Organic's Not Good For Me?

Did you know that organic food is actually no healthier nor more nutritional than conventionally-grown food? (Somewhere, in Santa Monica, a baby is crying in the humid night.) Jenny Goldstein has the whole story at Earth Matters, but she adds a helpful (and perhaps hopeful?) note:
But more importantly, I think this is an opportunity for us to refocus, reclaim even, the discussion surrounding organic agriculture. It needs to be about the earth, not just about the produce that it yields and the vitamins we’re ingesting. We absolutely are paying for something, if not the guarantee that those organic grapes have more antioxidants than their pesticide-coated cousins. It’s a public good that we’re paying for with that label, a shot at staving off the depletion of our soil and water resources by entrusting farmers to use these organic production methods. Allowing organic food to be spun otherwise — even by the organic food marketers themselves — could prove to be much more dangerous to our, and the planet’s, health than that so-called nutrient-deficient organic banana you’re reaching for.
What she argues, in other words, is that we need to re-frame how we think about what "organic" means. It's not just a status symbol to eat organically grown food - it's making a larger statement about the world. I added my own brief thoughts to the end of her post, writing:
And then something else to add: How are you/we/they conceptualizing "health"? If you imagine that "health" is something that a discrete, individual, and clearly bounded individual can have (and has a right to?), then it might be possible to argue in some reductive way that eating organic is just the same as eating non-organic. But I also think that way of conceptualizing health - kind of the same way that we could calories - ignores the way in which health can (and should) be conceptualized as something that doesn't stop at the skin. I think Nick's work on the "extensible body" is really good in this respect, insofar as he's trying to think of ways in which the scale of the "healthy body" has changed dramatically. And I think that your last paragraph is spot on - one of the things that organic food offers is a way to frame our eating as something other than an individual act. Whether we like it or not, eating is always public. Right?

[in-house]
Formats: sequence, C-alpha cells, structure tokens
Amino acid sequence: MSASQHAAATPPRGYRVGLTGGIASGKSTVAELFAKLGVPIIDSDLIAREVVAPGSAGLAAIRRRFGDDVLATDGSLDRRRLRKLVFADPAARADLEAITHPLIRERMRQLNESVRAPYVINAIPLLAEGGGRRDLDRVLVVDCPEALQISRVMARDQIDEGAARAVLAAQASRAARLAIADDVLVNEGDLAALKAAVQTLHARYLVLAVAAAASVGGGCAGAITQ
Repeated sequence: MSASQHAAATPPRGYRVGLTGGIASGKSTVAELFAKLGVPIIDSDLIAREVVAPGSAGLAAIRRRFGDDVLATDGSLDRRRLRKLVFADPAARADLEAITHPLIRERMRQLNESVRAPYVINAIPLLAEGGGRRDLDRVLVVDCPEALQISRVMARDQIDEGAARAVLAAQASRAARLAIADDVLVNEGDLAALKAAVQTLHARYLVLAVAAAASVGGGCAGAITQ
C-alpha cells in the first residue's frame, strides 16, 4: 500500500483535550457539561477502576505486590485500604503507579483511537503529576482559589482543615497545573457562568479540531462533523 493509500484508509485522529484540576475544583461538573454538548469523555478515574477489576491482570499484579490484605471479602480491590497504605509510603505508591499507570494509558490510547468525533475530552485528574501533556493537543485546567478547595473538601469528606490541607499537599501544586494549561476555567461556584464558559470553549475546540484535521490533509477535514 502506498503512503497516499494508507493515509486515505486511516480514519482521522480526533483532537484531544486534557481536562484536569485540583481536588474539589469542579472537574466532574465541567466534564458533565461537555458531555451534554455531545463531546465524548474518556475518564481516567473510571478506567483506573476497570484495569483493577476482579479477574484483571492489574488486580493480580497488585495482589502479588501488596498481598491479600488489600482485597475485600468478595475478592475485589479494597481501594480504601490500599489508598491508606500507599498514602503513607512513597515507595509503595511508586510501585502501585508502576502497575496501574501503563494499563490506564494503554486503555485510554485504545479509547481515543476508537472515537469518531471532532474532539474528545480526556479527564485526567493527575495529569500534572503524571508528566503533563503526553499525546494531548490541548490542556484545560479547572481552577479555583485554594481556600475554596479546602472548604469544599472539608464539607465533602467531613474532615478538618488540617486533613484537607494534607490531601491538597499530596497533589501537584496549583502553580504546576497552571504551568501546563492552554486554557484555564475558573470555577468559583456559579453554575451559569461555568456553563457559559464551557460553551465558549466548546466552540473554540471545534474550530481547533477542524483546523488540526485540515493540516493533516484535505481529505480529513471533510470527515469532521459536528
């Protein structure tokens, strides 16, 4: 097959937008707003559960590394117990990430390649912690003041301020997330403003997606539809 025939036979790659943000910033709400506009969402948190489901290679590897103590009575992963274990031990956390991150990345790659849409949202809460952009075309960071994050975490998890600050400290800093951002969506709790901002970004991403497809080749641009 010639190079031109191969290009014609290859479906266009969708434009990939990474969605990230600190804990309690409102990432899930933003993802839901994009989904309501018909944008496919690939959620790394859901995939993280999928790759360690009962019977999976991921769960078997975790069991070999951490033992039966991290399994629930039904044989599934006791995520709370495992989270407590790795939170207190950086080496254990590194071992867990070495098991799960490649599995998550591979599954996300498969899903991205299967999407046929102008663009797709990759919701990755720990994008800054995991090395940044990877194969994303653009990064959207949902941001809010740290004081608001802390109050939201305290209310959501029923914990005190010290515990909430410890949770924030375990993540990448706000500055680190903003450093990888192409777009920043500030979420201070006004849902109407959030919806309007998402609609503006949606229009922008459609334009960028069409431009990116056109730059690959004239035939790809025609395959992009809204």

For Jenny's full post, look here.


Jordan M said…
I kinda skipped this topic before but thought I'd chime in with: I always thought the purpose of organic food was that it was grown / raised in ways that didn't use pesticides and chemical fertilizers. I've never even considered the argument of the nutritional value of the food. All I know is that it is usually a) locally-grown, b) better for the environment and c) generally tastes better.

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